Children and Dogs

Safety Guidelines

Children and dogs no matter how well behaved should NEVER EVER be left unattended.

Choosing a Dog

  • Do not get a dog that is going to grow bigger than your smallest child. If it learns that it can knock the child over this may prove to be dangerous.
  • For children under the age of seven a small dog such as a Cavalier King Charles Spaniel, Bichon Frise or Shih-Tzu are more appropriate as they will never grow bigger than your smallest child. These breeds are designed to be lapdogs so unlike other breeds, enjoy lots of handling.
  • If a dog is for the children the children must be old enough and strong enough to manage it. Again think very carefully about the dog you choose.

Living with your dog

  • Teach the children that the dog is not a toy. Small children and puppies do not mix, as they are both too young to know how to behave.
  • When the children are playing in the garden the puppy should be brought in and if the puppy is playing in the garden the children should be in. Both children and puppies need to be taught how to play safely with each other. Otherwise avoid all unsupervised contact.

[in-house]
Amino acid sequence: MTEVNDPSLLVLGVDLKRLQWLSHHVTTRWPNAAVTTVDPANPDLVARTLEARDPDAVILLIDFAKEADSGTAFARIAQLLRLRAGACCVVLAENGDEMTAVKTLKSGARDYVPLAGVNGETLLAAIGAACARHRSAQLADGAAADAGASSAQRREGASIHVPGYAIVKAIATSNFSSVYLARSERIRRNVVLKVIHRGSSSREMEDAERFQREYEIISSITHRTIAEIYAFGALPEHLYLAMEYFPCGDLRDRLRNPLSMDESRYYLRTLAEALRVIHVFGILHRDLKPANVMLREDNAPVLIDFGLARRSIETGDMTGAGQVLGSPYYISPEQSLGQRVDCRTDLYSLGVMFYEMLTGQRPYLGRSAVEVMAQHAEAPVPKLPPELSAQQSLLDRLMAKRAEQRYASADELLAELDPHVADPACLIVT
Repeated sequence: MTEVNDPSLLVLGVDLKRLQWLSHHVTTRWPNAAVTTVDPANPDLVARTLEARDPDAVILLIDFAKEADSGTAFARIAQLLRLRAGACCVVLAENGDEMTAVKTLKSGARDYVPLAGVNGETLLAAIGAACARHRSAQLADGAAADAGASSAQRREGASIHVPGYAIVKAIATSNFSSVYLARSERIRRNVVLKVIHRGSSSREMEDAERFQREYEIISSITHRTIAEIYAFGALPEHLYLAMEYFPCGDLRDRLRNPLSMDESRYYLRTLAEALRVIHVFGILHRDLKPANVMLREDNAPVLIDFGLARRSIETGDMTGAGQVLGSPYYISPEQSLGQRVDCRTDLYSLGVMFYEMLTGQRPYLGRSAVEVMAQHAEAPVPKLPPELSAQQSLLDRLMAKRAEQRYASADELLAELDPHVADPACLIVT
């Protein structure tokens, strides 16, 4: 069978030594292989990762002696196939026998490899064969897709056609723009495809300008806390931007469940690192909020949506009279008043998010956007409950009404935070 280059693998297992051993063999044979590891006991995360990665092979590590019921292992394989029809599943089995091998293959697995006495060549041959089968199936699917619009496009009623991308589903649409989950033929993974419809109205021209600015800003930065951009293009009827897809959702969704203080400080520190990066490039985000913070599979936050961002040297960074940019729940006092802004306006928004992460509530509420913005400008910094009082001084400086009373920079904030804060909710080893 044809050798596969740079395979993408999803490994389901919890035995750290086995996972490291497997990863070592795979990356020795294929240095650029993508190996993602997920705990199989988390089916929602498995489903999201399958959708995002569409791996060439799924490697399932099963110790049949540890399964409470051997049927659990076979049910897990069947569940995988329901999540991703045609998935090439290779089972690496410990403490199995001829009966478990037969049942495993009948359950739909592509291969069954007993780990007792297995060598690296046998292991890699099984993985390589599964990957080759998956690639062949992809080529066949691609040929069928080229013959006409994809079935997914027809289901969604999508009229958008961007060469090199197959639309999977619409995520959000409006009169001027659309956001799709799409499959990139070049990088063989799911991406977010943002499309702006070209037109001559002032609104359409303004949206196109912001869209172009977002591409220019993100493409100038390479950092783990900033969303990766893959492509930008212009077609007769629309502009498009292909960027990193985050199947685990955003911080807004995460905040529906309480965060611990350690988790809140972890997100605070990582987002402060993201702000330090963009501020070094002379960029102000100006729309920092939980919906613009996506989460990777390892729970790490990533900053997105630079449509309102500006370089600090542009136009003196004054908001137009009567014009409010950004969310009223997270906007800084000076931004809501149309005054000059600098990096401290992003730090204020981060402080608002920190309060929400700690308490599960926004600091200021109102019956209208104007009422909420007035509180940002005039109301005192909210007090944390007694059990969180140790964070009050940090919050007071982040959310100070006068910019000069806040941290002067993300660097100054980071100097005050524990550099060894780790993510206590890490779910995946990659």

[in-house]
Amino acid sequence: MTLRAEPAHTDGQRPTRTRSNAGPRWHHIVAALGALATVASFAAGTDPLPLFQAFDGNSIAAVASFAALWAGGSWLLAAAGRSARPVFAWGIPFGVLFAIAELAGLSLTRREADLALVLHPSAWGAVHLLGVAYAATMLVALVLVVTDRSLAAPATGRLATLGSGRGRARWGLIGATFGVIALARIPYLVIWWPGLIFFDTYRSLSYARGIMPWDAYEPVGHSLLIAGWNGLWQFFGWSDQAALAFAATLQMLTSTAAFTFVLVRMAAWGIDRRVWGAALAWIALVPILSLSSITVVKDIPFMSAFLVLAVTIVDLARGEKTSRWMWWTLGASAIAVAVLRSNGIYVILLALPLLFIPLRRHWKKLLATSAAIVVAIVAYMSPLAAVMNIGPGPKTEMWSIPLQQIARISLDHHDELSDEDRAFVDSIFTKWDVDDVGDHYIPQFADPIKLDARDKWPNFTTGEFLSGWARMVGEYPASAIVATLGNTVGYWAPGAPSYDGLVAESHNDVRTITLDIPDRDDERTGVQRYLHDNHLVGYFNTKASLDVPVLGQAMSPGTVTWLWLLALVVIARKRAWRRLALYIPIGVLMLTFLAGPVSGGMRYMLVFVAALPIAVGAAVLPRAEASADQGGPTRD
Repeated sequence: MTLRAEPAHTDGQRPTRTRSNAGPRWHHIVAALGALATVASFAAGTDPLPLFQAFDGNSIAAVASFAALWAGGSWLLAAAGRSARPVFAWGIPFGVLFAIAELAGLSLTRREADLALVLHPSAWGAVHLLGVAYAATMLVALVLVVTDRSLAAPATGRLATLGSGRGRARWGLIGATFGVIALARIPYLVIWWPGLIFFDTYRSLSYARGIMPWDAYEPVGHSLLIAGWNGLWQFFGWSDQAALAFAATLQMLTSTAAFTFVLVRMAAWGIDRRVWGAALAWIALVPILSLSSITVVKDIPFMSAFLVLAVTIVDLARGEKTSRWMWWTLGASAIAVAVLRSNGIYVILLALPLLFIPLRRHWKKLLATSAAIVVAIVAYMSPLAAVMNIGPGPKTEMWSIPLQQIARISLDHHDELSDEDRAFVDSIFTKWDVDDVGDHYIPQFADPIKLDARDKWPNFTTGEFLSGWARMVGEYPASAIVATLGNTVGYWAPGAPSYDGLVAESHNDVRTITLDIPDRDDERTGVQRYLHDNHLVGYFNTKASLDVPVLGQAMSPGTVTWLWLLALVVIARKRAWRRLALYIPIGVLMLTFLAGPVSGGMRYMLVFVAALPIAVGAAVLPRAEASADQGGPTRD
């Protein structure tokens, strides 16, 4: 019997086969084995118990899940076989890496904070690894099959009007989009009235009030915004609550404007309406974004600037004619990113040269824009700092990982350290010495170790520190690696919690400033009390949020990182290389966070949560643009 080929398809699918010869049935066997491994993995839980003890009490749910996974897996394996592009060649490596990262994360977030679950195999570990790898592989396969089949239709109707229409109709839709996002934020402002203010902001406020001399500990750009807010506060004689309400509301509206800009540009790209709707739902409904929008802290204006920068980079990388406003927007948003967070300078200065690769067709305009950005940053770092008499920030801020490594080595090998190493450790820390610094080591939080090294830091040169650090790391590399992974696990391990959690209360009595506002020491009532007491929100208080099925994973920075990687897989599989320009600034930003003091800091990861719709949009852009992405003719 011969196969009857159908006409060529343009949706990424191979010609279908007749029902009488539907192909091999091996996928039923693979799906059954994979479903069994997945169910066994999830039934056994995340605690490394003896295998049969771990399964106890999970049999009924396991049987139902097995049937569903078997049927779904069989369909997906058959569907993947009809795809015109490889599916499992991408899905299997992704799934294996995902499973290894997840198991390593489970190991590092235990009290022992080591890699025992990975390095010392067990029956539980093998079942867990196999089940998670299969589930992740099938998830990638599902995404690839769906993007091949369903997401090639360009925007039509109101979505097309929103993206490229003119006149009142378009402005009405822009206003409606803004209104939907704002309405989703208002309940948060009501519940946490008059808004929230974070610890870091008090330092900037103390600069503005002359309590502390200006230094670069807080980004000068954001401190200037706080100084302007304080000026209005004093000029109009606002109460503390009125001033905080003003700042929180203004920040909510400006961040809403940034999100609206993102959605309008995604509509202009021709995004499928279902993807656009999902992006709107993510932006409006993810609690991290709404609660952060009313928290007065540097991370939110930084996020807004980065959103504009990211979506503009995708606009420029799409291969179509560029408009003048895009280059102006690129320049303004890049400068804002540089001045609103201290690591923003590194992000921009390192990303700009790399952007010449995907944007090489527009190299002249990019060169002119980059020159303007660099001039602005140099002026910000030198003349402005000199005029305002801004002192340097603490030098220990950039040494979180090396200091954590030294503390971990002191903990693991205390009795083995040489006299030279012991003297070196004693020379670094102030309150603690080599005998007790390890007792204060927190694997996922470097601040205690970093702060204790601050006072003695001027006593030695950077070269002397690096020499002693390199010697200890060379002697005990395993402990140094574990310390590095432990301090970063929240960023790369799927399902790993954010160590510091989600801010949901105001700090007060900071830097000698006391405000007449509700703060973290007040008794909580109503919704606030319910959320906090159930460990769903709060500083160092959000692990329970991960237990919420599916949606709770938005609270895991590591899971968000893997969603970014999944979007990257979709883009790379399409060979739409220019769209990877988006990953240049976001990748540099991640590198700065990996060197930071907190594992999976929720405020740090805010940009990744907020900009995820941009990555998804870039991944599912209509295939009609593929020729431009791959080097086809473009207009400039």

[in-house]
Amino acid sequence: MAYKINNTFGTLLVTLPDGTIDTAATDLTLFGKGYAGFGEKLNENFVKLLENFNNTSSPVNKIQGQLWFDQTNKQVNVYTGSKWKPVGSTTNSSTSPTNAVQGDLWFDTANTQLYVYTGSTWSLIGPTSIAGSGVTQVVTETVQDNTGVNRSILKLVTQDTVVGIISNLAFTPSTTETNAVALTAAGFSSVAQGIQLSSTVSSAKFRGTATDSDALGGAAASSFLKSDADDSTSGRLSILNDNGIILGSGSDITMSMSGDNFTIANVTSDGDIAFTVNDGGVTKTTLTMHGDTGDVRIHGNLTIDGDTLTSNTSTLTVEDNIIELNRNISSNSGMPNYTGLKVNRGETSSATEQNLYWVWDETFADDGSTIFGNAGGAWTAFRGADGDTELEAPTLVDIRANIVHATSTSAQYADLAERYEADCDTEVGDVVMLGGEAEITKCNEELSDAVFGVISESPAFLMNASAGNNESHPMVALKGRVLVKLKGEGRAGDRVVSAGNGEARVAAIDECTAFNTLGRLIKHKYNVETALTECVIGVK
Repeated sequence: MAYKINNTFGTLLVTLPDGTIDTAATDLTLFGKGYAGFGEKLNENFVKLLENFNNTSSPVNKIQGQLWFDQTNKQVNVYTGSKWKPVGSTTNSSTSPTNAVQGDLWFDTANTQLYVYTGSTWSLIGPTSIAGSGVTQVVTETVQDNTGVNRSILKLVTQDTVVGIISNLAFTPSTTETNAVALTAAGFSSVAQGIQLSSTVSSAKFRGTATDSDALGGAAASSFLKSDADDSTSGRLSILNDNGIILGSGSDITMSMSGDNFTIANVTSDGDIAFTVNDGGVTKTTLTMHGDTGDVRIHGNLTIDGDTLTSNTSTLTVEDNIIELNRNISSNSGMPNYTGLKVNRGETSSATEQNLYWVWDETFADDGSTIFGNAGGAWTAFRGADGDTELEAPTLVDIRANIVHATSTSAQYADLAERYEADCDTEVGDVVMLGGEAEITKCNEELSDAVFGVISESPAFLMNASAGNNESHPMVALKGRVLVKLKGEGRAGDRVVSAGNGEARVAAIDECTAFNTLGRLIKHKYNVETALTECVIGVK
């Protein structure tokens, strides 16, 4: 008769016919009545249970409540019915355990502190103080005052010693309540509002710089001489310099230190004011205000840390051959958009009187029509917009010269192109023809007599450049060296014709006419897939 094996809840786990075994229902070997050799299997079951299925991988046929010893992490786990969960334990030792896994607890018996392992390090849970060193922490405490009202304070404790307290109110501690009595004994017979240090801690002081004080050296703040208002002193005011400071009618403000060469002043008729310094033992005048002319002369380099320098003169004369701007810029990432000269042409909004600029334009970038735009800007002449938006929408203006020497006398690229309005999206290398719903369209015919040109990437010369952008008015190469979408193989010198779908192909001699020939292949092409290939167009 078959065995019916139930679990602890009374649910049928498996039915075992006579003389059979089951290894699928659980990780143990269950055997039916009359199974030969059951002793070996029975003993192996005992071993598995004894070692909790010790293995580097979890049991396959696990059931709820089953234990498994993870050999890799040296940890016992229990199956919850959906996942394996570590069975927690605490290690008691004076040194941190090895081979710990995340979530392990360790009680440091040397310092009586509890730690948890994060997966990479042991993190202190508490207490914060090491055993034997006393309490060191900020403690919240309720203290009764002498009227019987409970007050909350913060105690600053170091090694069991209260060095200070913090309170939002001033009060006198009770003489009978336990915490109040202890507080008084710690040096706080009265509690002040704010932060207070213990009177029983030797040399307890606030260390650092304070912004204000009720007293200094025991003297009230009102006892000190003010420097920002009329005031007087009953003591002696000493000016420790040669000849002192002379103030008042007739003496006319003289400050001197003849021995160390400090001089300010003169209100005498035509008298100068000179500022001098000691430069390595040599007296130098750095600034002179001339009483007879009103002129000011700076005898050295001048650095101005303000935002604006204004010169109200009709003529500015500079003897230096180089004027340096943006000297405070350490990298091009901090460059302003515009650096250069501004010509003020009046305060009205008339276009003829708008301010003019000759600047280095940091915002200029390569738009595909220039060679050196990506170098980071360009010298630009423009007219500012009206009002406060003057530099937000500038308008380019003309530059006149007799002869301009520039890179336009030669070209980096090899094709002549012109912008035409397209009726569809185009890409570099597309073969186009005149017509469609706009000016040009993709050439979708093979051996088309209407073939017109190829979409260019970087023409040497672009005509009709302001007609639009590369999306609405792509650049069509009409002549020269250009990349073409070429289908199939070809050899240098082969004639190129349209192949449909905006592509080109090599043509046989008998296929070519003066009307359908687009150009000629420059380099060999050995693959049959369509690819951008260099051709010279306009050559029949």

• It may be helpful to teach the children some responsibility for the dog by getting the children to carry out the daily poop-scoop, while also teaching the children about hygiene. Dogs are naturally clean animals.
  • It is important that children are taught not to scream, wave arms and run around wildly with dogs as this may incite the dog to jump up and bite.
  • It is very important that visiting children are under strict supervision while interacting with your dog, as dogs will not tolerate unwanted attention from people outside their family/pack. If you think about it, neither do we!

Handling your dog

  • Children need to be taught how to pet a dog. Dogs should only be stroked from collar to tail. Do not allow children to pet an unknown dog. Dogs do not like to be petted over the head as from the dogs point of view the hand is like a low flying air craft, it makes them feel worried.
  • Hugging is a human/primate social behaviour. Dogs do not hug. Close physical contact in dogs means both mating activity or aggression therefore children must be taught this and NEVER EVER allowed to hug dogs. Hugging makes a dog feel threatened and it will growl or bite to defend itself.

Education is the key for a successful and happy relationship between dogs and children.